The soul of a country is rarely found in the cities, but instead it's found in the countryside where the primary producers live off the land that shapes their culture. For Argentina, the soul is in the tango of the city and the gauchos of the campo.
I find myself in San Antonia de Areco, a bucolic town sitting on the Areco river with cobbled streets, a single church and a people wandering the banks of the river and commuting on bicycles and horseback. The horse is a quintessential part of Argentine culture - they herd cattle, use them for transport and allow rich people to feel important when they play polo. In the countryside, the horse is revered, respected and a passion.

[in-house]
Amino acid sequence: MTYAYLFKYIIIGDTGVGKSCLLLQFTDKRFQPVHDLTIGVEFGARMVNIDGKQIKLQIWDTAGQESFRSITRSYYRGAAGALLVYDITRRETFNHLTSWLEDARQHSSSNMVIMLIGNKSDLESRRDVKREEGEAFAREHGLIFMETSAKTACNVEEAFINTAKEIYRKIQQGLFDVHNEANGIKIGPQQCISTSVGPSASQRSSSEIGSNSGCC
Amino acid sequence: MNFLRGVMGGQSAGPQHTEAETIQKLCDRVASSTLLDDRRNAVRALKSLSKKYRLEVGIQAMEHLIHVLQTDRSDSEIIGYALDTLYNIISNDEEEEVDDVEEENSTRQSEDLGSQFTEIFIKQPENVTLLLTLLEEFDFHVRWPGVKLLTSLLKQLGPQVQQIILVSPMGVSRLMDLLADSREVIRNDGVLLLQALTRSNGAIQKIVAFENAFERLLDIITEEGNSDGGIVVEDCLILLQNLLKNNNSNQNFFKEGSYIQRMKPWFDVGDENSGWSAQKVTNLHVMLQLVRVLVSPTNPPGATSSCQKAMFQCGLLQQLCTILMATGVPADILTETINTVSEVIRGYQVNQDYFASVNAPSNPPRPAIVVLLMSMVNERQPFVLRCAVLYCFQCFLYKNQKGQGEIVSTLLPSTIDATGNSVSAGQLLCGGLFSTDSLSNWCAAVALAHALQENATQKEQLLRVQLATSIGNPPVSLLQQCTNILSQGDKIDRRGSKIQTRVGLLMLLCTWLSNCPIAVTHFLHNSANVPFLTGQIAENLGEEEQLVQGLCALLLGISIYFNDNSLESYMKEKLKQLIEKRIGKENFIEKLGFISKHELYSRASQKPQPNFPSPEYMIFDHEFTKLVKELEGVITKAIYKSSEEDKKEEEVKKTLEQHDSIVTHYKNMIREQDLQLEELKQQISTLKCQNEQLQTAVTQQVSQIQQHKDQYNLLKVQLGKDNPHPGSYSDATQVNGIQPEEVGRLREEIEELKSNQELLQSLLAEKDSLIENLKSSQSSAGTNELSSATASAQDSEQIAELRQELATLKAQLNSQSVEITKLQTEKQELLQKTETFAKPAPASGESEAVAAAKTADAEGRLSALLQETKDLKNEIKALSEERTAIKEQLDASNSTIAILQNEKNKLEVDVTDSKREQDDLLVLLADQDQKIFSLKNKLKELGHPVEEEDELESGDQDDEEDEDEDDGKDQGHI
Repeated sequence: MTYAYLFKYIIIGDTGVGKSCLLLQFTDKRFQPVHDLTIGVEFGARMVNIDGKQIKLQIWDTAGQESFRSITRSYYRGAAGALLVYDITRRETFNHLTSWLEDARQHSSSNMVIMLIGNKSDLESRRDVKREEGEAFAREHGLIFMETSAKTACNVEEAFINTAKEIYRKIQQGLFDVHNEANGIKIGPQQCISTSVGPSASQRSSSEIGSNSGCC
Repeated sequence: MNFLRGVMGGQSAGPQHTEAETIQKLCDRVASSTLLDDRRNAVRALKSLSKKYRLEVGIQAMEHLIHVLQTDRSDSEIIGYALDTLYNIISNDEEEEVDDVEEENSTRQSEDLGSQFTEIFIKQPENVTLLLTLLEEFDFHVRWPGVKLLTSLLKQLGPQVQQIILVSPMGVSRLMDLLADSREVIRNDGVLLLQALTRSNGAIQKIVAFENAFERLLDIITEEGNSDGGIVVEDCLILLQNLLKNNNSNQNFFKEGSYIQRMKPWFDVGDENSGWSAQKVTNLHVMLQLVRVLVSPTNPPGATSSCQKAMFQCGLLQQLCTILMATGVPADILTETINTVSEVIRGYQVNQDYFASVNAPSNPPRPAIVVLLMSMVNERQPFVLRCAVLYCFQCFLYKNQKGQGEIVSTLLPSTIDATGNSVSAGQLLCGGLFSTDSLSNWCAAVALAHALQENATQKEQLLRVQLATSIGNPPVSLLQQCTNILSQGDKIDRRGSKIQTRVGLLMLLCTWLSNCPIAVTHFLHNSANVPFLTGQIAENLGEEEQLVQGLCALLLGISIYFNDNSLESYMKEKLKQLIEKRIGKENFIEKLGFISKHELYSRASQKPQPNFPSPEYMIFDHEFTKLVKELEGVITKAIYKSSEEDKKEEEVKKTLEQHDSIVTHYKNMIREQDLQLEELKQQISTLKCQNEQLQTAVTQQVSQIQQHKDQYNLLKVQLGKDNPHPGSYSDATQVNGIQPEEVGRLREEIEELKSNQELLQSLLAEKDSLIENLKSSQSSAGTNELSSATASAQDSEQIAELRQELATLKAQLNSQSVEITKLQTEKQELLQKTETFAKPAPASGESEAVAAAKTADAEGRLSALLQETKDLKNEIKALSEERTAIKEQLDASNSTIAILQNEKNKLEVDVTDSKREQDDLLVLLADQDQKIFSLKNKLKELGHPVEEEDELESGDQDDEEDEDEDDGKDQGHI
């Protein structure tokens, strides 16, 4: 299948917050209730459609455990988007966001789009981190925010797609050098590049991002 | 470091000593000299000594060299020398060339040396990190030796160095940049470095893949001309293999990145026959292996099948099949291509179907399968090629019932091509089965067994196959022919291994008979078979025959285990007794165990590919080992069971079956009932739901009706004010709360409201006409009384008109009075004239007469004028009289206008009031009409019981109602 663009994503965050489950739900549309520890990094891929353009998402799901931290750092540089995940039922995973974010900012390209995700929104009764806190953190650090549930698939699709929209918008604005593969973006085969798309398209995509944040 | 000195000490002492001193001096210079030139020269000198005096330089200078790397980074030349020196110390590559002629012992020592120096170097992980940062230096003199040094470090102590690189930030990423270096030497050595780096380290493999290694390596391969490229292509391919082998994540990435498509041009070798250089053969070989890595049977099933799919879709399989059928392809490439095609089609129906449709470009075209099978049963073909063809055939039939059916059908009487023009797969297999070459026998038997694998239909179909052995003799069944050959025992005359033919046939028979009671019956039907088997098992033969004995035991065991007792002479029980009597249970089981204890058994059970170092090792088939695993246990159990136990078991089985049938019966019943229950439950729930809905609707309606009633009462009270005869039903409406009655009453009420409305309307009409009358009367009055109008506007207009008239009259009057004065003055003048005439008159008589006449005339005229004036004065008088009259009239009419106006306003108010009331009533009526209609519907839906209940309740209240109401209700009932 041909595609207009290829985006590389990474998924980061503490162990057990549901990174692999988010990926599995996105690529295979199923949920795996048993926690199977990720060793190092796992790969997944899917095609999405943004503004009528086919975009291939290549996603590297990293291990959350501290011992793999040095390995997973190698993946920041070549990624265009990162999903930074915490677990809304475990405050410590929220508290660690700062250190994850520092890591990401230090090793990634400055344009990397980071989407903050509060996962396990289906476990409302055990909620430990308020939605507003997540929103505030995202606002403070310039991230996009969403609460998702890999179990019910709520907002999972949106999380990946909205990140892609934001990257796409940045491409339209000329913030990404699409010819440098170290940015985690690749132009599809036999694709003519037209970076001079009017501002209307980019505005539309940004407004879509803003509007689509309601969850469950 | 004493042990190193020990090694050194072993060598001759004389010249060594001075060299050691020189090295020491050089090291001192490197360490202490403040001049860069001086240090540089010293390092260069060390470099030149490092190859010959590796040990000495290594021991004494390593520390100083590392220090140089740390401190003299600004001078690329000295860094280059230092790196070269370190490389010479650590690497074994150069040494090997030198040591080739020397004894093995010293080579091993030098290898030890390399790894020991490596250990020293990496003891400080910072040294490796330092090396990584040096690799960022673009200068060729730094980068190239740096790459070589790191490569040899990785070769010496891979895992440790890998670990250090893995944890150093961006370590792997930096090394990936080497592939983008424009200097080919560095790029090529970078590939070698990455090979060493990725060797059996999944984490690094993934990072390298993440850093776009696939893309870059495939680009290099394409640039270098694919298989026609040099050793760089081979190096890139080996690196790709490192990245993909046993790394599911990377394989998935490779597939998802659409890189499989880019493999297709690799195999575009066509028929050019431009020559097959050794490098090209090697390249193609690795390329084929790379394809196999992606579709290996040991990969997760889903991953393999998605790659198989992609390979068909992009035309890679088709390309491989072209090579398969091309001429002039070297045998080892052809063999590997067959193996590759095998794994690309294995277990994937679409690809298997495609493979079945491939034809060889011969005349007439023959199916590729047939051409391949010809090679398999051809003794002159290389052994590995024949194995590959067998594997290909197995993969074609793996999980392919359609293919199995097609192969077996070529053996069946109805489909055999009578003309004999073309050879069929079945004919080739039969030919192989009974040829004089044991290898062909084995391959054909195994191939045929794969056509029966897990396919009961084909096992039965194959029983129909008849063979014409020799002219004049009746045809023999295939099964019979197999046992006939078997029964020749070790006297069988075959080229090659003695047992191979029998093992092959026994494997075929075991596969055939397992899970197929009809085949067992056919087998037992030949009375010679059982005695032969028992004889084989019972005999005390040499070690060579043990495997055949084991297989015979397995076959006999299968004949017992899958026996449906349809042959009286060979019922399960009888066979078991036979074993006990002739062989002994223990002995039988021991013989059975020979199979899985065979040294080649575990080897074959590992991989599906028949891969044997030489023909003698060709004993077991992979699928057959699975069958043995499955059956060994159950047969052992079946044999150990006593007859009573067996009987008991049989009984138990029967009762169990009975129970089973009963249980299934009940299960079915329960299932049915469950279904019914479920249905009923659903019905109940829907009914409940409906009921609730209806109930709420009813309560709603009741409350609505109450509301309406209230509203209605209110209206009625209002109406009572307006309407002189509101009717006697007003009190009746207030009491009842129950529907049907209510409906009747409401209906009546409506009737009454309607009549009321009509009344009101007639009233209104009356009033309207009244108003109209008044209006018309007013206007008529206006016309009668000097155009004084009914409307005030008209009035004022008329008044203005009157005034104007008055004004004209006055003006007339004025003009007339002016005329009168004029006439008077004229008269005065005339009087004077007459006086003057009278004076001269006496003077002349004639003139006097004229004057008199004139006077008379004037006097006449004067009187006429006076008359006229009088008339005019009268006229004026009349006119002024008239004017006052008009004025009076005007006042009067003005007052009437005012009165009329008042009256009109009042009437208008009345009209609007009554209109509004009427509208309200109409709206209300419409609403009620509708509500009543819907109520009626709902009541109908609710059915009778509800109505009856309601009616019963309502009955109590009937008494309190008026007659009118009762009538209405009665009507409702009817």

When I found myself sitting on a bench near the river with a roll of Oreos in hand I wasn't surprised to hear the sounds of a gaucho astride his mount galloping across the puento viejo (or old bridge) of San Antonia de Areco.
It takes a special talent to eat Oreos and snap a picture of the perfection of that moment.
I haven't given Argentian horses a go yet. Maybe tomorrow I'll try my hand at mastering the gaucho ways, complete with their oversized beret.